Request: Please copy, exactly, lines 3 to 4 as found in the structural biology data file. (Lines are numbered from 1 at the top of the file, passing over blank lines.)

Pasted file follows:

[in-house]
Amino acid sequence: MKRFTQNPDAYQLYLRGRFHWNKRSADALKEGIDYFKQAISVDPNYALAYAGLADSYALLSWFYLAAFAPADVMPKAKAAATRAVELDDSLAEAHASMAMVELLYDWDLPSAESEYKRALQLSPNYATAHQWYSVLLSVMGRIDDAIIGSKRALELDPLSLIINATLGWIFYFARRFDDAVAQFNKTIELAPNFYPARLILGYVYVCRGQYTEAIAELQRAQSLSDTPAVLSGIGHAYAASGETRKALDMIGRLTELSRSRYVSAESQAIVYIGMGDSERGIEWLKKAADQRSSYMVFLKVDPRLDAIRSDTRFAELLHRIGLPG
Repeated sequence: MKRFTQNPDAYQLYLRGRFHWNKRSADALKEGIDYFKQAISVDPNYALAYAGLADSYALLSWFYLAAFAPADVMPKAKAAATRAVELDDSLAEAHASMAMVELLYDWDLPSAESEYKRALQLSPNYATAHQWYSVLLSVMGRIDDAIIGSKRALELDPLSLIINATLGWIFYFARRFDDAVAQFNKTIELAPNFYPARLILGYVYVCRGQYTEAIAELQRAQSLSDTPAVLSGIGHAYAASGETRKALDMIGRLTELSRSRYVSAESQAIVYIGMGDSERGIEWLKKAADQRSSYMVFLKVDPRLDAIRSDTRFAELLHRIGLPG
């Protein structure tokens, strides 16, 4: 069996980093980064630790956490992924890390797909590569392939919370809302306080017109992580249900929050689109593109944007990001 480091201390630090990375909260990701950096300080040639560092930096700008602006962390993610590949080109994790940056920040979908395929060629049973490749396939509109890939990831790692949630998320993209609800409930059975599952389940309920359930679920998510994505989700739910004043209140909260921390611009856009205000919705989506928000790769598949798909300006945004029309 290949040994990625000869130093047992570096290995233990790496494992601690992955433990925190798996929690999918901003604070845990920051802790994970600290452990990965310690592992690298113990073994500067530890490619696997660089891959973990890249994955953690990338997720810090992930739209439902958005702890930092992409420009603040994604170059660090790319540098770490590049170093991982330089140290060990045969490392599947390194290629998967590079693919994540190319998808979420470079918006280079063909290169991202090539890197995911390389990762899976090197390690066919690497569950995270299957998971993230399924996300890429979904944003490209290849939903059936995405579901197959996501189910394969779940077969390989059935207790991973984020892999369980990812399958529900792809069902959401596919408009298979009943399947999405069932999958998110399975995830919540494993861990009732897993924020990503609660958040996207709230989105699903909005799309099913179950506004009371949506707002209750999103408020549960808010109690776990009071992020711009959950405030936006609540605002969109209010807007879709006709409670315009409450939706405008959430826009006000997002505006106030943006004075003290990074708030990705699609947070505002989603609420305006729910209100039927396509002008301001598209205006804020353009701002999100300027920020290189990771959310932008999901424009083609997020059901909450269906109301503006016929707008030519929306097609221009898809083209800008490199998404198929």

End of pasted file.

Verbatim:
Repeated sequence: MKRFTQNPDAYQLYLRGRFHWNKRSADALKEGIDYFKQAISVDPNYALAYAGLADSYALLSWFYLAAFAPADVMPKAKAAATRAVELDDSLAEAHASMAMVELLYDWDLPSAESEYKRALQLSPNYATAHQWYSVLLSVMGRIDDAIIGSKRALELDPLSLIINATLGWIFYFARRFDDAVAQFNKTIELAPNFYPARLILGYVYVCRGQYTEAIAELQRAQSLSDTPAVLSGIGHAYAASGETRKALDMIGRLTELSRSRYVSAESQAIVYIGMGDSERGIEWLKKAADQRSSYMVFLKVDPRLDAIRSDTRFAELLHRIGLPG
């Protein structure tokens, strides 16, 4: 069996980093980064630790956490992924890390797909590569392939919370809302306080017109992580249900929050689109593109944007990001 480091201390630090990375909260990701950096300080040639560092930096700008602006962390993610590949080109994790940056920040979908395929060629049973490749396939509109890939990831790692949630998320993209609800409930059975599952389940309920359930679920998510994505989700739910004043209140909260921390611009856009205000919705989506928000790769598949798909300006945004029309 290949040994990625000869130093047992570096290995233990790496494992601690992955433990925190798996929690999918901003604070845990920051802790994970600290452990990965310690592992690298113990073994500067530890490619696997660089891959973990890249994955953690990338997720810090992930739209439902958005702890930092992409420009603040994604170059660090790319540098770490590049170093991982330089140290060990045969490392599947390194290629998967590079693919994540190319998808979420470079918006280079063909290169991202090539890197995911390389990762899976090197390690066919690497569950995270299957998971993230399924996300890429979904944003490209290849939903059936995405579901197959996501189910394969779940077969390989059935207790991973984020892999369980990812399958529900792809069902959401596919408009298979009943399947999405069932999958998110399975995830919540494993861990009732897993924020990503609660958040996207709230989105699903909005799309099913179950506004009371949506707002209750999103408020549960808010109690776990009071992020711009959950405030936006609540605002969109209010807007879709006709409670315009409450939706405008959430826009006000997002505006106030943006004075003290990074708030990705699609947070505002989603609420305006729910209100039927396509002008301001598209205006804020353009701002999100300027920020290189990771959310932008999901424009083609997020059901909450269906109301503006016929707008030519929306097609221009898809083209800008490199998404198929």